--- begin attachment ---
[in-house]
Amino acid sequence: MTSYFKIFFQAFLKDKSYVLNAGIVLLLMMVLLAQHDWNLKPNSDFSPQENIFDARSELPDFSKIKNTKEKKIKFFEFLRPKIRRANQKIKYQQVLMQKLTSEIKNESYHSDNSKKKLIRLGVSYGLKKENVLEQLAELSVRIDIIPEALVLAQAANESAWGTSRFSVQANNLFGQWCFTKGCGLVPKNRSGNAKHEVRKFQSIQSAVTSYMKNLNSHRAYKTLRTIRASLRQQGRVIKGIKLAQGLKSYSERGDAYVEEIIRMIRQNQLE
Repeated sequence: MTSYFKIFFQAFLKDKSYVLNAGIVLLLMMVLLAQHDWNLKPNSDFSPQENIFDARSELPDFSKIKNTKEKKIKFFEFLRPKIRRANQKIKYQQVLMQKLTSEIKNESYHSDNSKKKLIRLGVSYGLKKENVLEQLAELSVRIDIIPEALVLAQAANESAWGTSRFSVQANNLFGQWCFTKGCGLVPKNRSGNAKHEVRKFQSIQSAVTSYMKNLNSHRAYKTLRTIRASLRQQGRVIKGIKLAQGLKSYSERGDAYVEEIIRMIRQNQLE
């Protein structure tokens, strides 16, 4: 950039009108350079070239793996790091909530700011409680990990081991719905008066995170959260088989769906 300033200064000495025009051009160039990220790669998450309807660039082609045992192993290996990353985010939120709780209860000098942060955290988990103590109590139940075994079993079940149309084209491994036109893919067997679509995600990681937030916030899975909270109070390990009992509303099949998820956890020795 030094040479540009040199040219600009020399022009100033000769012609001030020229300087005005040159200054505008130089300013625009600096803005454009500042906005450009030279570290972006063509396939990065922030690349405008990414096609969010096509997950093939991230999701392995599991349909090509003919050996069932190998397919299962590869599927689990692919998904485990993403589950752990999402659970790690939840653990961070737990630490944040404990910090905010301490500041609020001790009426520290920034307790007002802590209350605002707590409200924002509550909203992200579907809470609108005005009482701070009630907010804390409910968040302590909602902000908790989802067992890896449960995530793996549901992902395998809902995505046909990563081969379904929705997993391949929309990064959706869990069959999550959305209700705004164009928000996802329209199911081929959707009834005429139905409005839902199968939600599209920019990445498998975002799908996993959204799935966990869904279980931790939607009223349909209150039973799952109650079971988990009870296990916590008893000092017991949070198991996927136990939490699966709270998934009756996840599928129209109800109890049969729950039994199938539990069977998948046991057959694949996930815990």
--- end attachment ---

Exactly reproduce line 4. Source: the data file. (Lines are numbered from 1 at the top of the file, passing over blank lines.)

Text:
């Protein structure tokens, strides 16, 4: 950039009108350079070239793996790091909530700011409680990990081991719905008066995170959260088989769906 300033200064000495025009051009160039990220790669998450309807660039082609045992192993290996990353985010939120709780209860000098942060955290988990103590109590139940075994079993079940149309084209491994036109893919067997679509995600990681937030916030899975909270109070390990009992509303099949998820956890020795 030094040479540009040199040219600009020399022009100033000769012609001030020229300087005005040159200054505008130089300013625009600096803005454009500042906005450009030279570290972006063509396939990065922030690349405008990414096609969010096509997950093939991230999701392995599991349909090509003919050996069932190998397919299962590869599927689990692919998904485990993403589950752990999402659970790690939840653990961070737990630490944040404990910090905010301490500041609020001790009426520290920034307790007002802590209350605002707590409200924002509550909203992200579907809470609108005005009482701070009630907010804390409910968040302590909602902000908790989802067992890896449960995530793996549901992902395998809902995505046909990563081969379904929705997993391949929309990064959706869990069959999550959305209700705004164009928000996802329209199911081929959707009834005429139905409005839902199968939600599209920019990445498998975002799908996993959204799935966990869904279980931790939607009223349909209150039973799952109650079971988990009870296990916590008893000092017991949070198991996927136990939490699966709270998934009756996840599928129209109800109890049969729950039994199938539990069977998948046991057959694949996930815990």